- Real Estate
- Under Cover
- Special Editorial
- In Pictures
BY SAM SPOKONY | Having served on the City Council’s Committee on Aging during her first term, Councilmember Margaret Chin was more than happy to take over the committee upon starting her second term in January.
“And I think the senior advocates were happy too,” she said, smiling, during a recent interview in her Council office at 250 Broadway.
Chin, 60, represents the Council’s First District, which covers the Lower Manhattan neighborhoods of Battery Park City, Tribeca, the Financial District, Chinatown and part of Greenwich Village. As chair of the Aging Committee, she now hopes to bring attention and resources to the fast-growing senior population, which (among those aged 60 and above) is projected to reach 1.84 million people — or around 20 percent of the city’s total population — by 2030, according to a February report by the Council of Senior Centers and Services of NYC.
“On any issue that we talk about, whether it’s housing, transportation, health or anything else, seniors need to be at the table,” said Chin. “The effect on seniors has to be heard.”
And she’s hit the ground running, already introducing new legislation and resolutions aimed at protecting elderly tenants from bullying landlords and curbing elder abuse.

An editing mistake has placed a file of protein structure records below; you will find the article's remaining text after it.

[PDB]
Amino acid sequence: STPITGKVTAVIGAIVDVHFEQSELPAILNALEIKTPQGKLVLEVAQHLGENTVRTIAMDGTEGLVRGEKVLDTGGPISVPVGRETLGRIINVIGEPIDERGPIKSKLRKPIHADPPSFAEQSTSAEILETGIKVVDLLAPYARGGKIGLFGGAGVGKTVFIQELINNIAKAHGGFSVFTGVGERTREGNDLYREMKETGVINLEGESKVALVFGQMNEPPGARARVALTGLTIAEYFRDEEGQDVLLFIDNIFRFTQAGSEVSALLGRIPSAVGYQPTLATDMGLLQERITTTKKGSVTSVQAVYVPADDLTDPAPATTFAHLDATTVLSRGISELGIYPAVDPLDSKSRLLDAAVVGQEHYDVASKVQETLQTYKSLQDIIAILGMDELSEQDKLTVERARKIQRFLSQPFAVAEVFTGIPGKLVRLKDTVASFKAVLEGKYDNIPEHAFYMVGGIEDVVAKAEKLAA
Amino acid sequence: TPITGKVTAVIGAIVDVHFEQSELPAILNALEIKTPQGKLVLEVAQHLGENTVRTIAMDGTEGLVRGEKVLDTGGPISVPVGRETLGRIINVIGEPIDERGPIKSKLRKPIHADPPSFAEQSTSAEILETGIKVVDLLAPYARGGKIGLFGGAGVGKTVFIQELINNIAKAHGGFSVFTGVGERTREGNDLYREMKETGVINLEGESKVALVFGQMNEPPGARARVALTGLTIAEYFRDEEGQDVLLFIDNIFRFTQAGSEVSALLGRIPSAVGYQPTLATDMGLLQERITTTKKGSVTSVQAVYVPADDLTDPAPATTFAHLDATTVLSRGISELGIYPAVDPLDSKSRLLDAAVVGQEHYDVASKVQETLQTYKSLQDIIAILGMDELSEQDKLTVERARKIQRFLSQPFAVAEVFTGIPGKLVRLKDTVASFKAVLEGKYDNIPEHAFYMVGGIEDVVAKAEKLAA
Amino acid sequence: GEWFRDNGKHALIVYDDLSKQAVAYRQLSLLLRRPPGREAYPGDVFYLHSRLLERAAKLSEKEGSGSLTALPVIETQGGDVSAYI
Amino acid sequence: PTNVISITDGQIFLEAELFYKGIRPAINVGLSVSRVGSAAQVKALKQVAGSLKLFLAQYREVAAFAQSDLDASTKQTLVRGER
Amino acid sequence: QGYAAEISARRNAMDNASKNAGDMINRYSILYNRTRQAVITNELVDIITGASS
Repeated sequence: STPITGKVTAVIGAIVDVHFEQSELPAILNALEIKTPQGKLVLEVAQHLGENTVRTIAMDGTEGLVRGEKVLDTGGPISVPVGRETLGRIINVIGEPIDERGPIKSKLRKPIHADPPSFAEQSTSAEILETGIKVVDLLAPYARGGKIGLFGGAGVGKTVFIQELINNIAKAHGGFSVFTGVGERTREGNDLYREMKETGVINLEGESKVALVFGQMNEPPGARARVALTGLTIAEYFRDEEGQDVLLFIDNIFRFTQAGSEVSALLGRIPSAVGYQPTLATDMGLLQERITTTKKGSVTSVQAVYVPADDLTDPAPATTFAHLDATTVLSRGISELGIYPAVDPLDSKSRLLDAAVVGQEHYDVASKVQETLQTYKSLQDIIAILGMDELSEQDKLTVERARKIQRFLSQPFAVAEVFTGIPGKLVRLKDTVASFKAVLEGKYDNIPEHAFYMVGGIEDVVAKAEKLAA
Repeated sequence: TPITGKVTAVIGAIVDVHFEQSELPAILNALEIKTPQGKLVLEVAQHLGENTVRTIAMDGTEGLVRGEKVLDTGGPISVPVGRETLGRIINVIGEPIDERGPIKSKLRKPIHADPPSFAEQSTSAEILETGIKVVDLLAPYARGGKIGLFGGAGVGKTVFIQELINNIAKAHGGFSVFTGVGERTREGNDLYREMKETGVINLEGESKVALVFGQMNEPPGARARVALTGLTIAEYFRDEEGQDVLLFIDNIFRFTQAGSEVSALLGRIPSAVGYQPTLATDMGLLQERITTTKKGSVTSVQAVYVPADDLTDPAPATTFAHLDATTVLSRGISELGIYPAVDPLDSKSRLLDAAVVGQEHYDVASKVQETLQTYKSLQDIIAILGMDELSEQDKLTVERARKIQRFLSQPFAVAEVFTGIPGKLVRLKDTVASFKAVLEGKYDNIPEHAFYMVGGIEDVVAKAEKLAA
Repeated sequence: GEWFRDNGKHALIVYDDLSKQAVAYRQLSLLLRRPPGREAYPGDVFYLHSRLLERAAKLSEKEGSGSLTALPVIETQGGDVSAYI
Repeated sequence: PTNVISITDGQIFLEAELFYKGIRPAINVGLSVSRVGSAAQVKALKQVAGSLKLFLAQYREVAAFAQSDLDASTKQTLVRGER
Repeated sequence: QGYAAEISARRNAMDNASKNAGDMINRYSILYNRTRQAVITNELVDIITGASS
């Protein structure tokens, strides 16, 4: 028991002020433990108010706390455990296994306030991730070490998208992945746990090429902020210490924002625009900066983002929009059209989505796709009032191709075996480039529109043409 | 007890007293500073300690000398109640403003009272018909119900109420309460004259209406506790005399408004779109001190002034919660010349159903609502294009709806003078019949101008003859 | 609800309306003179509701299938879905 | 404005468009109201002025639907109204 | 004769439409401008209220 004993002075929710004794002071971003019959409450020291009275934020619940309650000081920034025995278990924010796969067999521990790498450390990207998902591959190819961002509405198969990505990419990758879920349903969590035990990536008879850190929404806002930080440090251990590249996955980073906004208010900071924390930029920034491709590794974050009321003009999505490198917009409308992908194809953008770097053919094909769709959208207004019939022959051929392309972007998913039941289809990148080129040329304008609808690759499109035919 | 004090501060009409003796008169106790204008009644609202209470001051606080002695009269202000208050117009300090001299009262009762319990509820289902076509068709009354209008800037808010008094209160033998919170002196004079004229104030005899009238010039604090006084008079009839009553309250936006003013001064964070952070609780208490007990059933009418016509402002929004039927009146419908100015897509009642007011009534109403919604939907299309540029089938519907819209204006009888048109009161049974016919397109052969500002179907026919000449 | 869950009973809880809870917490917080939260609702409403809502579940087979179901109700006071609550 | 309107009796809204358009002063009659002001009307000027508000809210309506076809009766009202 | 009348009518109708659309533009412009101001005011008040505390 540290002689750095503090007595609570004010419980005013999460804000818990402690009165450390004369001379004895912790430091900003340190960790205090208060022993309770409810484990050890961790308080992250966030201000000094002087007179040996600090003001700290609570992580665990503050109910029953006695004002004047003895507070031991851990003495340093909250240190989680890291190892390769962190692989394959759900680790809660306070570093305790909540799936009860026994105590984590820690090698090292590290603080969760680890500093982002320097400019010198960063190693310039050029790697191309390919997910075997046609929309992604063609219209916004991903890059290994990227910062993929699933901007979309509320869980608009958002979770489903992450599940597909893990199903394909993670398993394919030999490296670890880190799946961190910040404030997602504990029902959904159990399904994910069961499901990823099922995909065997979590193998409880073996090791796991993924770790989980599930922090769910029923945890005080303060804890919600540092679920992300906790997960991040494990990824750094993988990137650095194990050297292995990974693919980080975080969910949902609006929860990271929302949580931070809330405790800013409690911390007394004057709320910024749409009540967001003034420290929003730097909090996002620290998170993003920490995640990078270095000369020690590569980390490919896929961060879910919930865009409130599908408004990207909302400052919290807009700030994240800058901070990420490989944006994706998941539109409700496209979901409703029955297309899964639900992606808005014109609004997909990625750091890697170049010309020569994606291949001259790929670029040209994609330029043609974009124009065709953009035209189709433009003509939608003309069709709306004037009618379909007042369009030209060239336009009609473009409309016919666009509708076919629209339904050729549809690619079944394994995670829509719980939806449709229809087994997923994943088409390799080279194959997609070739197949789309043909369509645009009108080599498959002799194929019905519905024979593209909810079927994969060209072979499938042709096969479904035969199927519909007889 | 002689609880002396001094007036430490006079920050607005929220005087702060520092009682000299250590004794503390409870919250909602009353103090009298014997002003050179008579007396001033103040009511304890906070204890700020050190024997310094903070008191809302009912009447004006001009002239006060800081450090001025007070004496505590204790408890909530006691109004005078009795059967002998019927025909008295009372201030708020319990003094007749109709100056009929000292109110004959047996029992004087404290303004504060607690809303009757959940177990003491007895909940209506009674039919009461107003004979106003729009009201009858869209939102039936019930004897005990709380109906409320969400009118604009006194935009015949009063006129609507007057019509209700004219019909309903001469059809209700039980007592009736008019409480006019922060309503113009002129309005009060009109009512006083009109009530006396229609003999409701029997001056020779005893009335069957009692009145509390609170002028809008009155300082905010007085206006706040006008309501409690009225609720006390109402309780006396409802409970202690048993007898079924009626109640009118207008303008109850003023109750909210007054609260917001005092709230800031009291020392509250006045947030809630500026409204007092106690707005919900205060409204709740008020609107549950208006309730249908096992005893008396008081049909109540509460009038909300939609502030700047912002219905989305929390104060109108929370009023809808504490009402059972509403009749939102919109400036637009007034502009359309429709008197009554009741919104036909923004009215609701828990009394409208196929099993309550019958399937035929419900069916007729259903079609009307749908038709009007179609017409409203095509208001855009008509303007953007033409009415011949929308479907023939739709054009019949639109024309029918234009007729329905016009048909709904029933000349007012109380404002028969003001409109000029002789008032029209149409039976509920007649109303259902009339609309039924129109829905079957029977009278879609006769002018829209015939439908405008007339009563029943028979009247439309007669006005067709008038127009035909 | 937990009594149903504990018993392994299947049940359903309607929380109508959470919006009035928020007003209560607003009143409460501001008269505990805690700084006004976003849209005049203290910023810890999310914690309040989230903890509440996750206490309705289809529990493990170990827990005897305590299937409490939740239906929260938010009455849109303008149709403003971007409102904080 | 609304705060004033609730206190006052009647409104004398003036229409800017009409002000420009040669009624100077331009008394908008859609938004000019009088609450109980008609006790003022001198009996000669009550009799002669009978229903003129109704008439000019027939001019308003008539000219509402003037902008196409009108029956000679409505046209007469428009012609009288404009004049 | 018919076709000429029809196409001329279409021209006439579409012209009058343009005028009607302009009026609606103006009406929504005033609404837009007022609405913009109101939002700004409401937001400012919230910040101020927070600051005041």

Chin’s new bill, introduced on March 12, would double the maximum fine for tenant harassment — refusing to make necessary repairs or accept rent payment, shutting off services like heat and hot water or threatening force — by increasing the penalties from the current range of $1,000 to $5,000 up to $5,000 to $10,000 per dwelling unit.
Since many seniors are long-term residents of rent-regulated apartments — especially Downtown — they are frequent targets of landlords who hope to force them out in order to then sell or lease the units at market rate, the councilmember noted.
The legislation would also create a “blacklist” for offending landlords, by requiring the city’s Department of Housing Preservation and Development to post information about the violations — including the building address and owner’s name — whenever properties are found to breach city laws against tenant harassment.
“We want to send a strong message that these practices are unacceptable,” said Chin. “We want to protect the residents who helped build up these communities, because they’re the pioneers, the ones who were there 30 or 40 years ago when the market wasn’t that great in certain areas. They’re the ones who invested the time and energy to build up those neighborhoods, to fight for parks and schools, and we can’t let them be forced out now by intimidating landlords.”
The councilmember’s two new Council resolutions, which she also introduced on March 12, would call on the State Legislature to pass laws aimed at stopping financial exploitation and physical abuse of seniors.
One of those resolutions focuses on a bill that has already been introduced in the State Assembly and Senate, which would allow banks to refuse payment from an account when there is reason to believe that the account holder is being exploited through a scam, forgery or identity theft.